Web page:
Thursday, 7 February 2019


tl;dr give your monsters/factions hard numbers (or dice if so inclined) to represent their numbers - and when players kill representatives, reduce the number accordingly. By tracking this, and having monsters respond intelligently, you lean more into the combat-as-war element, both in a "rewarding the players for smart tactics" and "the players are against an intelligent adversary" way.


Most modules and content and such have encounter tables. If it's half-competent* the encounter tables will relate to denizens of the area. 3d4 Orcs in layer 1 of the dungeon, or whatever. Usually, there will be a central location/s where these creatures nest or have established a base. 5d6 Orcs plus Grognog the Biggun. The assumption is sound - an intelligent band of creatures will have wandering patrols, foragers, security detail or whatever.**

So, your players hit a random encounter of a patrol of orcs, and kill them. Cool. Then it happens again. And again. You've dispatched ~18 orcs - a sizable war-band if encountered all at once. And yet they keep coming, unchanging. That's dumb.

With only slightly more book keeping, you can massively change how this plays out, and introduce dynamism and reactivity to your game using some of the most basic nuts-and-bolts level stuff.

First up - decide the total strength of a given group. I tend to just use numbers that "feel right", but if you want to do it from a more game design perspective, remember that you're going to be spreading it out somewhat. Again, dice are useful for this because it naturally gives variance. Then spread these about their keyed locations - say we've got 60 Orcs in this dungeon. so 5d6 of these, plus Grognog, in the central chamber (so about 30). Then we'll have the surrounding 4 chambers with smaller guard groups, say, 2d4 each (about 4 orcs each for 16 total) This accounts for about 75% of our force, which seems like a nice number to have "at base". The rest of these are assumed to be the orcs out on patrol - "on" the encounter table.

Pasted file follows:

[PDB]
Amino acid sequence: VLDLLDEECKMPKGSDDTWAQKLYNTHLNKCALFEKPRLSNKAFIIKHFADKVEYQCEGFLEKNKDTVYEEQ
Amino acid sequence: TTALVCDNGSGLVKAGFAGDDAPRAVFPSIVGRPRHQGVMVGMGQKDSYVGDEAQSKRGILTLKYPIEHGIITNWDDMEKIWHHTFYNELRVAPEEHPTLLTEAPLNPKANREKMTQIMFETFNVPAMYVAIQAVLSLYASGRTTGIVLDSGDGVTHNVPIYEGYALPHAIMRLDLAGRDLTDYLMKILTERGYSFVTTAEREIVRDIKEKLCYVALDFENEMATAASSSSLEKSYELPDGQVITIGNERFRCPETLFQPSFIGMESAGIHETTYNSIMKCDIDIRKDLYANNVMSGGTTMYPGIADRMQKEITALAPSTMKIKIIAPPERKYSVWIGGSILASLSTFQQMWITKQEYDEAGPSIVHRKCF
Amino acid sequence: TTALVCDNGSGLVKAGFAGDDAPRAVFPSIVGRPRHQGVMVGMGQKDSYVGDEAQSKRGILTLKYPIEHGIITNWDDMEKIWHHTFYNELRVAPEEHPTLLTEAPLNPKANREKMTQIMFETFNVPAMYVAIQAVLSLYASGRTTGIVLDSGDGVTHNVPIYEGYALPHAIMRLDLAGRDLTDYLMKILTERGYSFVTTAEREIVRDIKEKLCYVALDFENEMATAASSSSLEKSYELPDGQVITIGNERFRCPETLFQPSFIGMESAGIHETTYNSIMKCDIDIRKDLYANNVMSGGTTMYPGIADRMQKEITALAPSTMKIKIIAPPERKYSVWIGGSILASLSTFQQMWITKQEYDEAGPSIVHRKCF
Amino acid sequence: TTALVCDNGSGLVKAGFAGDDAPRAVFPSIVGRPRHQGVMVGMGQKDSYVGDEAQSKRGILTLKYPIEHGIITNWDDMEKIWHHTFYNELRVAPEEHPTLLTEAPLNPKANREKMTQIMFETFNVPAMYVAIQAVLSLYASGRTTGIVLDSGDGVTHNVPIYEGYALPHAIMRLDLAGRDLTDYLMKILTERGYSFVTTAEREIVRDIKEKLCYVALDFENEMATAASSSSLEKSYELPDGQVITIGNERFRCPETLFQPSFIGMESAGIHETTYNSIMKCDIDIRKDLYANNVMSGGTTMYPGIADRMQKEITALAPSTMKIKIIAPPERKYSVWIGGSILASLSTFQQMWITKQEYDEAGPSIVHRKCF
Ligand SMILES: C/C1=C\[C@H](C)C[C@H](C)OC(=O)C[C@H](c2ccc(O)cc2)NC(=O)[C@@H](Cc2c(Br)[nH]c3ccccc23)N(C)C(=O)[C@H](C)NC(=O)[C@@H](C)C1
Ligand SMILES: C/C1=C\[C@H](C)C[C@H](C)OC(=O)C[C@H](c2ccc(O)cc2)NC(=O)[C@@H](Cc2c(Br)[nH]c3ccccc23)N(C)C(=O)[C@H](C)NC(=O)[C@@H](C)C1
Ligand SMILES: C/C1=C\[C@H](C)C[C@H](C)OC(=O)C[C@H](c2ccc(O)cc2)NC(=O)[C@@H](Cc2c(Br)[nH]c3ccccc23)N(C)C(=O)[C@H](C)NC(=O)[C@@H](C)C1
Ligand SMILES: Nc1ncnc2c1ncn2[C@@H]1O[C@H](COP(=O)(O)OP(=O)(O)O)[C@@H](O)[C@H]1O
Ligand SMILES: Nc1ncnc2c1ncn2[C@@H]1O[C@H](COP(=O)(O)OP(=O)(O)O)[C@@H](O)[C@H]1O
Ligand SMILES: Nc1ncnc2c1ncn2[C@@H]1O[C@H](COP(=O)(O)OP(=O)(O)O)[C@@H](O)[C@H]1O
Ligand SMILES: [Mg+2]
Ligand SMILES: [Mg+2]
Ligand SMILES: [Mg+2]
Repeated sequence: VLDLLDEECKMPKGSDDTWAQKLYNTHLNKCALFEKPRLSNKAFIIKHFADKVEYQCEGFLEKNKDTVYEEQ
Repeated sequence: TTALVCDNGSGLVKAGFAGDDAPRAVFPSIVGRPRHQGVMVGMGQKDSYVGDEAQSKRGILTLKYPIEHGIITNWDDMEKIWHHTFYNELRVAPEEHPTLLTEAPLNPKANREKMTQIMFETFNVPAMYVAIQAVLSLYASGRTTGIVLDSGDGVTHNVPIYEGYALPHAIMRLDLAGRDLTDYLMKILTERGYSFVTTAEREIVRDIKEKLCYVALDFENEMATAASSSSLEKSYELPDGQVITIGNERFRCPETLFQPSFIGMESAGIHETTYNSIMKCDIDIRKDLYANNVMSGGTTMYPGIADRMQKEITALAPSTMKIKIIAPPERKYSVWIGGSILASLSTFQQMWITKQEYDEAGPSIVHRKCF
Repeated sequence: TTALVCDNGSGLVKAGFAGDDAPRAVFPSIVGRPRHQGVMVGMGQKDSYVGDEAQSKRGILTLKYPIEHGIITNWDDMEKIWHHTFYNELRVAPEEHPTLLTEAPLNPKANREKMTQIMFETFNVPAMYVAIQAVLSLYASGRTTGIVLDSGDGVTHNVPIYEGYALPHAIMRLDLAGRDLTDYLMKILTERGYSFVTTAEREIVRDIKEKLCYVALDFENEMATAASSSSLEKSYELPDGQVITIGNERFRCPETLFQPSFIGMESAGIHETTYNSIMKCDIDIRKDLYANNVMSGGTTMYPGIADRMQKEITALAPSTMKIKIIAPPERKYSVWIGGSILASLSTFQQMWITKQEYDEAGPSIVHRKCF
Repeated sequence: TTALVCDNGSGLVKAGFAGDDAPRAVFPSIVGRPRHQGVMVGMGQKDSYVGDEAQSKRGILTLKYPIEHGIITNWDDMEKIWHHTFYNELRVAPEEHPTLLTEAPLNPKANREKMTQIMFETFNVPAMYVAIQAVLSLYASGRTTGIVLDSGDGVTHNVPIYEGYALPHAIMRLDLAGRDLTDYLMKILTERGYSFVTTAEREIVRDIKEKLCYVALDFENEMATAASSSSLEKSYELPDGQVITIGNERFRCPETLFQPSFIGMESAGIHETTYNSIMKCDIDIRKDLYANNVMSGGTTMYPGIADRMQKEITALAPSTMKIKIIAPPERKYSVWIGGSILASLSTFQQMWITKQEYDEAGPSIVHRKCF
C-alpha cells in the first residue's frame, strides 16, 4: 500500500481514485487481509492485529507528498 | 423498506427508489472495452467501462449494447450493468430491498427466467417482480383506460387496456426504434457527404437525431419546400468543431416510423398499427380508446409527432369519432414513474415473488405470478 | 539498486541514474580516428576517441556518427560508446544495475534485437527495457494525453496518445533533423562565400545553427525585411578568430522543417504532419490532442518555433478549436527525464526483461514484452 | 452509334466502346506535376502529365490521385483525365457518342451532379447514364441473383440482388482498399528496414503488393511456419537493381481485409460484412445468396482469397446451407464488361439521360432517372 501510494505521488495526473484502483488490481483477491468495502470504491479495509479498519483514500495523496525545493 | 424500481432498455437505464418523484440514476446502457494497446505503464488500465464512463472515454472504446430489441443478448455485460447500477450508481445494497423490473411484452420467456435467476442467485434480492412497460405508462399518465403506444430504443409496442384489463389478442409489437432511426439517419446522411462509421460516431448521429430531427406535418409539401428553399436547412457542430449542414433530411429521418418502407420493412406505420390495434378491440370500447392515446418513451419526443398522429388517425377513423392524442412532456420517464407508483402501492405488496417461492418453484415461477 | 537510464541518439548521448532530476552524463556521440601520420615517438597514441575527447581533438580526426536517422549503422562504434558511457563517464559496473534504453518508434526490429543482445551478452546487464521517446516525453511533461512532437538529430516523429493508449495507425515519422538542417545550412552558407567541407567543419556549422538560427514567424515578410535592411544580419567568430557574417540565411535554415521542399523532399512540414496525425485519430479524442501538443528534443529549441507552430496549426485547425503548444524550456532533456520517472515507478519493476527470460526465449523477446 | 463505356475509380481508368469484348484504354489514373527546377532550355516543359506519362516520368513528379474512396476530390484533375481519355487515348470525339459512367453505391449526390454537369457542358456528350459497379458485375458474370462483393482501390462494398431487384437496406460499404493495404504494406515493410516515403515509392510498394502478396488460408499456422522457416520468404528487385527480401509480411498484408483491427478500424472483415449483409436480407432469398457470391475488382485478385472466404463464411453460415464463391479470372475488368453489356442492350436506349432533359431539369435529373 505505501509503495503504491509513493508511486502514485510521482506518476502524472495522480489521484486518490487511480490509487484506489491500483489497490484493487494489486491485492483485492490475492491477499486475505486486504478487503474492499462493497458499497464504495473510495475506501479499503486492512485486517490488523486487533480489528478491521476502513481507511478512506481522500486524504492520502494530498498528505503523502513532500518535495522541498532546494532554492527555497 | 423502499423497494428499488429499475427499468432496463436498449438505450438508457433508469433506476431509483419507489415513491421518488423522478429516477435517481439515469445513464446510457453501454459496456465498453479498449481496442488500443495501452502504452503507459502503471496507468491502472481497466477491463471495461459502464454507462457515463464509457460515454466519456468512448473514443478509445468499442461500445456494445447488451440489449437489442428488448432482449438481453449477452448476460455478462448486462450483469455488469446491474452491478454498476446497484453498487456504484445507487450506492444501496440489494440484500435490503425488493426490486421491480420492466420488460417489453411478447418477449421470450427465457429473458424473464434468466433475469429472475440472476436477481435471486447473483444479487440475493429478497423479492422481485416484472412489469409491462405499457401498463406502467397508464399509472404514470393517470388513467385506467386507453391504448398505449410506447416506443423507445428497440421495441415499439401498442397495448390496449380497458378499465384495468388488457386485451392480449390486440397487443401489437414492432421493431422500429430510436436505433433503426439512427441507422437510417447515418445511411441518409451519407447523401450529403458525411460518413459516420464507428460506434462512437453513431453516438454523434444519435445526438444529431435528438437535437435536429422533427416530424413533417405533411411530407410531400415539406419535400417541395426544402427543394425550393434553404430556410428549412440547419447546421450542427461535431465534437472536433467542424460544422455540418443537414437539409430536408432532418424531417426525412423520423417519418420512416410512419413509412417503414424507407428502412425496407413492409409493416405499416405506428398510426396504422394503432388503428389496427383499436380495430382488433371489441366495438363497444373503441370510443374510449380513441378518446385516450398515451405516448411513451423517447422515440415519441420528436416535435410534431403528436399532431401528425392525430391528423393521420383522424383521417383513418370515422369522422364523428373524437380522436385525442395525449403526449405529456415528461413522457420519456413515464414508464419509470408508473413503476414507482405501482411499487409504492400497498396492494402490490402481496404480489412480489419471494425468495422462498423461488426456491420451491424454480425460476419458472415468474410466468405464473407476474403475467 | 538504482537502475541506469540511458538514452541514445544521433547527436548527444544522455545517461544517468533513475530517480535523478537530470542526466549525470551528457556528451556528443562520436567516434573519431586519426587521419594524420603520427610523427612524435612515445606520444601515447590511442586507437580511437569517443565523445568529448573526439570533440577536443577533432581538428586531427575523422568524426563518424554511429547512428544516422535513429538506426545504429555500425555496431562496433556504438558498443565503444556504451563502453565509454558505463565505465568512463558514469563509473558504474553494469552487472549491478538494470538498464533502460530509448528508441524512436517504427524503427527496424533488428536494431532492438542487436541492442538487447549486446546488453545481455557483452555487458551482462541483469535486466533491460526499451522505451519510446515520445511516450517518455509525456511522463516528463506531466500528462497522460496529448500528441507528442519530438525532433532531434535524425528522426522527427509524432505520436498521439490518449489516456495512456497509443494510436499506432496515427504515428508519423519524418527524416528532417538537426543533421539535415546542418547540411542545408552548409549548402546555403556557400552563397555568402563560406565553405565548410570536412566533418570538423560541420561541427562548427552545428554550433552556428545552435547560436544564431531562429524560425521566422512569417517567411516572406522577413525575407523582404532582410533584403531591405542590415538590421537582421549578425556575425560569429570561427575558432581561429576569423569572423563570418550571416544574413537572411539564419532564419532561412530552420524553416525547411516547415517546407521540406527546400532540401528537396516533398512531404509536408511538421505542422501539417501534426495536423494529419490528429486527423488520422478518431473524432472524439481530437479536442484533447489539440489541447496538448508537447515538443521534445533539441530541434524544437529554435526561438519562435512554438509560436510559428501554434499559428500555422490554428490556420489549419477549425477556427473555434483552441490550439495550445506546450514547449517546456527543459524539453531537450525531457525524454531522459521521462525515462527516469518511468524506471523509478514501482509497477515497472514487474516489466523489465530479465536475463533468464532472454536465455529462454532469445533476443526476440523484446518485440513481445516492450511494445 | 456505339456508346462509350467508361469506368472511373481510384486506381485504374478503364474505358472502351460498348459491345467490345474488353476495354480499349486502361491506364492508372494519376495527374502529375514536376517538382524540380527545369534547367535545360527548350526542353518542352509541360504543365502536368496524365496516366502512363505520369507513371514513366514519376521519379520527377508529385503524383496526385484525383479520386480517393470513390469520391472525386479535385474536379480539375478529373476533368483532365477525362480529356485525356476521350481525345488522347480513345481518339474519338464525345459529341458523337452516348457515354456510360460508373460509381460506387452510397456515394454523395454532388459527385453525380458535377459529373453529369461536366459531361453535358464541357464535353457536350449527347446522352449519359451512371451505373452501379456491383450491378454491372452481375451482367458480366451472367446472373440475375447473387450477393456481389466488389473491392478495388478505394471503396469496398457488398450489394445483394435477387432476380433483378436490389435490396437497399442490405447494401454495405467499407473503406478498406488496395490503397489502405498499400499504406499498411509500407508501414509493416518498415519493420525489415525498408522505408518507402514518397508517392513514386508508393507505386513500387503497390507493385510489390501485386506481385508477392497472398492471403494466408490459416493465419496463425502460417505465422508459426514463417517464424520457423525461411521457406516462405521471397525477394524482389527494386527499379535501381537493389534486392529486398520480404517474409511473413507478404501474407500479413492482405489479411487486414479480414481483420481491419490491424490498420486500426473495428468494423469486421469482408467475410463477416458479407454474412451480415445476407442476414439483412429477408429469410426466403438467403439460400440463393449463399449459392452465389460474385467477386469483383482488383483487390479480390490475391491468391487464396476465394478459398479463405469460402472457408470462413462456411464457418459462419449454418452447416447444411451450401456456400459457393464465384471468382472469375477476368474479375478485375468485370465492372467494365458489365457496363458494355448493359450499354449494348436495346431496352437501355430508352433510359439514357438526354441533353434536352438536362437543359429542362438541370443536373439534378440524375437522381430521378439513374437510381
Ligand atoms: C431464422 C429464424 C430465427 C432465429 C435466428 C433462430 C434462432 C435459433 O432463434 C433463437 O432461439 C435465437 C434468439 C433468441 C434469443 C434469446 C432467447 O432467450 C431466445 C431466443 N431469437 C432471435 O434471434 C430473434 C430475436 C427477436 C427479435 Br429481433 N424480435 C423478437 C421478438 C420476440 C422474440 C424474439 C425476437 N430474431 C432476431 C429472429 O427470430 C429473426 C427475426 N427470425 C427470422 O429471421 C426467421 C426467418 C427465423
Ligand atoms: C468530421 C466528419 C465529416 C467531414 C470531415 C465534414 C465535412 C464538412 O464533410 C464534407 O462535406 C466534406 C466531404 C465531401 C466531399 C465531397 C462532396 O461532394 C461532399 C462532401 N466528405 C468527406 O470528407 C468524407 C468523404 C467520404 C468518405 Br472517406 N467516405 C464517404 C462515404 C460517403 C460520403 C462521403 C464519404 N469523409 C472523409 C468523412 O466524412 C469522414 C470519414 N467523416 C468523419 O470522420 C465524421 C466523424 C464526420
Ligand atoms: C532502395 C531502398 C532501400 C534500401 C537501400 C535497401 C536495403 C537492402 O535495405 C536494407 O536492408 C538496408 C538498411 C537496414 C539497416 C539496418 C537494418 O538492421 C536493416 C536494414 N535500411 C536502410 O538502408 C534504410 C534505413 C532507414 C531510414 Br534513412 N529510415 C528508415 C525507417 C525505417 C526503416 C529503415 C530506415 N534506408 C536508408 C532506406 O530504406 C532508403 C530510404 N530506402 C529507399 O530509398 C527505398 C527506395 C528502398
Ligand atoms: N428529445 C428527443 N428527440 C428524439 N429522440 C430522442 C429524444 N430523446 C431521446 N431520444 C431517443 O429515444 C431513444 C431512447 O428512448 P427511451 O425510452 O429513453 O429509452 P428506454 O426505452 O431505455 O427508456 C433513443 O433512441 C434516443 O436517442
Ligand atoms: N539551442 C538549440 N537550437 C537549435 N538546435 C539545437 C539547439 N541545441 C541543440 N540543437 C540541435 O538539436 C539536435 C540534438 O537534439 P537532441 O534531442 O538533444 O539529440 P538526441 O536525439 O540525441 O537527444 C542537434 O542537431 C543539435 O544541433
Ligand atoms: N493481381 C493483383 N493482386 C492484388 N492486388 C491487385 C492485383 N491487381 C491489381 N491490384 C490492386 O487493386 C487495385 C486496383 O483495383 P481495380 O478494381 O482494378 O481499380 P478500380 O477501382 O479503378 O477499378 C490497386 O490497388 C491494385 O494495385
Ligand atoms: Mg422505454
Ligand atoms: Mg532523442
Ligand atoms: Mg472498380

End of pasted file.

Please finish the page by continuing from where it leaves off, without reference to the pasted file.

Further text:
Nothing you wouldn't do before - you could do it the other way round, and place stuff and then tot it all up and add about 25%.

Whenever you encounter and kill orcs, reduce that from your total count. Assuming each patrol is about an hour, that's the players lead-time before HQ realise something is up - and take action accordingly.  What they do depends on their individual personality, but this is a decent framework for humanoids of decent intelligence.

After the first patrol goes missing, "clump" all patrolling orcs into one group - increasing the dice/hard number of orcs left patrolling on the encounter table. This is them consolidating their forces to avoid the same thing happening - furthermore, they will be actively looking for what happened to the previous patrol - so you may no longer need the Why column.

If this patrol is then defeated, again, reduce your sum total of Orcs. They no longer send out patrols - this is important and interesting. Players *should* notice the absence of orcs, AND they've effectively made moving around in the environment much easier for themselves - direct reward for succeeding in those encounters.